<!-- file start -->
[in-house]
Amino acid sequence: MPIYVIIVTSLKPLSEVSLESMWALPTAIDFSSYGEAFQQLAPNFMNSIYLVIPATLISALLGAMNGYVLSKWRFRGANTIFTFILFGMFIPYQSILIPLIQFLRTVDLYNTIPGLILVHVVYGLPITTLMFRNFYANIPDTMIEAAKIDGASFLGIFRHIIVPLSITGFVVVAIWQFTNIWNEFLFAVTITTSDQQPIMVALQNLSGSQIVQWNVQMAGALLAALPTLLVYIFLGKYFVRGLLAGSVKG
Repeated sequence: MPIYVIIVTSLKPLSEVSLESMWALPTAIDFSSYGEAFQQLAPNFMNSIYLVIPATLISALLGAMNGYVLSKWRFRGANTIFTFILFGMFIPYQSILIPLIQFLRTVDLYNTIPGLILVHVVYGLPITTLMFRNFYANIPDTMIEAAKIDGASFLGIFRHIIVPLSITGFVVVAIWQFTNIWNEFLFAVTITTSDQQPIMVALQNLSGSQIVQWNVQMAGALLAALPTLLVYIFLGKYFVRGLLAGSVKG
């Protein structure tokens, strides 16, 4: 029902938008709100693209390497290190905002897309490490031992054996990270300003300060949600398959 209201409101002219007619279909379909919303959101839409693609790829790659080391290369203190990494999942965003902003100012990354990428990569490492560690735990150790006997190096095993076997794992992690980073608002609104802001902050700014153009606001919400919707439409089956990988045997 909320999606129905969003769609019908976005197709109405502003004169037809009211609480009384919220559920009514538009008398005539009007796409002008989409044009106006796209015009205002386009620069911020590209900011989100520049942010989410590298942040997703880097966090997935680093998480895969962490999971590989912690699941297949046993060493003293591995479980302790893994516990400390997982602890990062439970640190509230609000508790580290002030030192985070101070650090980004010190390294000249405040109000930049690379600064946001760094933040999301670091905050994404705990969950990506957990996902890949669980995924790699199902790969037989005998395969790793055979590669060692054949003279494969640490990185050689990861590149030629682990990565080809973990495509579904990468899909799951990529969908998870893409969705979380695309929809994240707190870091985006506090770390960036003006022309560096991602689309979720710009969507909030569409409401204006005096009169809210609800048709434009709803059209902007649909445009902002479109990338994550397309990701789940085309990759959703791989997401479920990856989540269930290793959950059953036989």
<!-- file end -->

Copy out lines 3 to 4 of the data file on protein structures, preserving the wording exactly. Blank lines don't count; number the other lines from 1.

Repeated sequence: MPIYVIIVTSLKPLSEVSLESMWALPTAIDFSSYGEAFQQLAPNFMNSIYLVIPATLISALLGAMNGYVLSKWRFRGANTIFTFILFGMFIPYQSILIPLIQFLRTVDLYNTIPGLILVHVVYGLPITTLMFRNFYANIPDTMIEAAKIDGASFLGIFRHIIVPLSITGFVVVAIWQFTNIWNEFLFAVTITTSDQQPIMVALQNLSGSQIVQWNVQMAGALLAALPTLLVYIFLGKYFVRGLLAGSVKG
């Protein structure tokens, strides 16, 4: 029902938008709100693209390497290190905002897309490490031992054996990270300003300060949600398959 209201409101002219007619279909379909919303959101839409693609790829790659080391290369203190990494999942965003902003100012990354990428990569490492560690735990150790006997190096095993076997794992992690980073608002609104802001902050700014153009606001919400919707439409089956990988045997 909320999606129905969003769609019908976005197709109405502003004169037809009211609480009384919220559920009514538009008398005539009007796409002008989409044009106006796209015009205002386009620069911020590209900011989100520049942010989410590298942040997703880097966090997935680093998480895969962490999971590989912690699941297949046993060493003293591995479980302790893994516990400390997982602890990062439970640190509230609000508790580290002030030192985070101070650090980004010190390294000249405040109000930049690379600064946001760094933040999301670091905050994404705990969950990506957990996902890949669980995924790699199902790969037989005998395969790793055979590669060692054949003279494969640490990185050689990861590149030629682990990565080809973990495509579904990468899909799951990529969908998870893409969705979380695309929809994240707190870091985006506090770390960036003006022309560096991602689309979720710009969507909030569409409401204006005096009169809210609800048709434009709803059209902007649909445009902002479109990338994550397309990701789940085309990759959703791989997401479920990856989540269930290793959950059953036989």